A fourth principle is board state protection. Others mentioned Unbreakable Formation and Teferi's Protection as helpful cards. Don't forget also about Make a Stand, Flawless Maneuver, and Cosmic Intervention. The latter won't save your tokens, but it will save other pieces. The same is true with Eerie Interlude and Semester's End which can also dodge even a Cyclonic Rift. Lapse of Certainty can also delay a board wipe for a turn and waste your opponents' investment, and is good tech as well. Eldrazi Monument is also a good card, because you'll have endless tokens to fuel it, and all of your stuff will be flying and indestructible, keeping your opponents from easily stopping you. One final way in your deck is just by making board wipes painful, which you can do with aristocrats. Blood Artist and Syr Konrad, the Grim will make your opponent think twice about wiping the board. Again, don't commit too many resources at once, and hold up mana for protection. This helps with controlled growth and helps you rest easy during your opponents' turns.

A fifth principle that is great is to always have a backup plane for when things go wrong. One way to do this is to have a single infinite combo to win out of nowhere when things are down. When you're playing aggro opponents are always looking at your board state, but they can be taken by surprise when you combo the win. For Markov the best one is probably Exquisite Blood and Sanguine Bond. If your opponents can win with this stuff then its only fair that you can in a pinch too! This also fulfills the old idea talked about on MtgGoldfish that you should always have a way to win out of nowhere. The other and more honest way to do this is just to have a way to recover your board state. Patriarch's Bidding and Haunting Voyage can help you recover all of your creatures in a single turn. Having these backup plans will make life easier.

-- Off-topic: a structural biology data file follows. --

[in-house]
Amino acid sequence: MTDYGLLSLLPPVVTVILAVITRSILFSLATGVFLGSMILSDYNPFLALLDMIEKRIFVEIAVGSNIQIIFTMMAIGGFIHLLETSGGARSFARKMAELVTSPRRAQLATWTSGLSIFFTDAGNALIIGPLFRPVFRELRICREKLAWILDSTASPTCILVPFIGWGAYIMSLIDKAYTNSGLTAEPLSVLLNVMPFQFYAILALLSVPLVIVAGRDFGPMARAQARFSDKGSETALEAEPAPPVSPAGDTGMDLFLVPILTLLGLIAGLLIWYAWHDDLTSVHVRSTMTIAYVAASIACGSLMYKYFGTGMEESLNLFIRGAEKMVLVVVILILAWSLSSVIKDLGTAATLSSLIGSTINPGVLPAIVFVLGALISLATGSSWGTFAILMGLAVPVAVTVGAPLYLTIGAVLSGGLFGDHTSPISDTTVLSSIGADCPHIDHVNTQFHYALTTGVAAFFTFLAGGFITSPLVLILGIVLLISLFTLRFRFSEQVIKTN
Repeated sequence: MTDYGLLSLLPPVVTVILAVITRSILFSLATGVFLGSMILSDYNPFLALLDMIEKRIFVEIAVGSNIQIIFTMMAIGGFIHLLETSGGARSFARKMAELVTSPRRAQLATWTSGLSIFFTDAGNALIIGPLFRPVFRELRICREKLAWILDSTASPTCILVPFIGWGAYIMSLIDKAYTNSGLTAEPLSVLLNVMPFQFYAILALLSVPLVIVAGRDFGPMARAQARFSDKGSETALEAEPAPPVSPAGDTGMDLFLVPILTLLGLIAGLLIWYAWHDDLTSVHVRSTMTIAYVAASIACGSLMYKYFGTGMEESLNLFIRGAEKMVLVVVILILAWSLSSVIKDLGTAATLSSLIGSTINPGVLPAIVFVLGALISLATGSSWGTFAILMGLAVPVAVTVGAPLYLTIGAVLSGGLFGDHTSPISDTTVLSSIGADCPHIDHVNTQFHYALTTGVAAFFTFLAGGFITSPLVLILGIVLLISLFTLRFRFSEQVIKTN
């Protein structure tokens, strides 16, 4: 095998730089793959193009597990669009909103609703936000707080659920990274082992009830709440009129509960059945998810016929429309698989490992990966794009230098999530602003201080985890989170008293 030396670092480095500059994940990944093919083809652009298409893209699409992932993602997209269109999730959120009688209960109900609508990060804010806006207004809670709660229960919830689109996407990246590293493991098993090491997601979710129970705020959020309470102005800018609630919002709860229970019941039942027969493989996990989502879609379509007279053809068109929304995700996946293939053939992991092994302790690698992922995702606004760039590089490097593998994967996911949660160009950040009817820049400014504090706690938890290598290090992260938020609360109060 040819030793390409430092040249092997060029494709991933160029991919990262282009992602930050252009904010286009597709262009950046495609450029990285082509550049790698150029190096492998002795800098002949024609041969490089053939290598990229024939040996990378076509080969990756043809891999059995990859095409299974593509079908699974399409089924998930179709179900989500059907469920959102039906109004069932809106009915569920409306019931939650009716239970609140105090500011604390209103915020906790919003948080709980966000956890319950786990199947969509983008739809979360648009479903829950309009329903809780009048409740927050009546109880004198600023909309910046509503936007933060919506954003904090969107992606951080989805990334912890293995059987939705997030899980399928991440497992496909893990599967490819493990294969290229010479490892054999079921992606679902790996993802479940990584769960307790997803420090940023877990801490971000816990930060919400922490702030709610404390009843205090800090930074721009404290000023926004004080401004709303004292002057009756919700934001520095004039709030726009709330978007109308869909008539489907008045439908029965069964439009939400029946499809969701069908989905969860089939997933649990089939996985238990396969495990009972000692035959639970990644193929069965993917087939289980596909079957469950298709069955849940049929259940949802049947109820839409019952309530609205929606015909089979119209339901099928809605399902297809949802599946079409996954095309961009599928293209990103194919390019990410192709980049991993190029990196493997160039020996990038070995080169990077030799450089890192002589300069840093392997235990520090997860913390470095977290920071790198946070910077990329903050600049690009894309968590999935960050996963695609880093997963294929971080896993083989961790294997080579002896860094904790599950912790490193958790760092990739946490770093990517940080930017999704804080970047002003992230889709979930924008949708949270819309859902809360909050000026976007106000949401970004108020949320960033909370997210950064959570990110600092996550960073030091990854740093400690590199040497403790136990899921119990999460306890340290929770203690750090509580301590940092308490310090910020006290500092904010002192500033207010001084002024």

Don't get discouraged, aggro is better than ever in EDH today due to new board protection and recovery tech Wizards has printed and reprinted in the past couple of years. All you need to do is master the playstyle and you'll have a lot more fun and success!

temeref on Taunts & Trickery

2 months ago

Talanar Sentinel is a nice addition -- as for the cards mentioned, I didn't include them since I didn't have em/intend on getting them due to their price; I'd bet they're perfect includes, and since you've got em, absolutely slot em in! Could easily swap out that Oreskos Explorer for Flawless Maneuver, probably along-side Ghostway in place of Favorable Destiny and you'd be in a better state defense-wise. Oreskos was intended to be a non- Land Tax method of making sure my lower land count doesn't brick me as often, and flickering it seemed like a fun way to ensure that, but hey, if it doesn't work, it doesn't work! Not gonna pretend like my decks are perfect haha.

And yeah! I love building weirder cards to try and make em' work. This deck's probably one of my favorites I've done for that concept; the Wild Pair & 4 total power/toughness shenanigans finally put my itch to build around the dang card to rest. Failed so many times trying it lol but I feel like this deck's finally the one.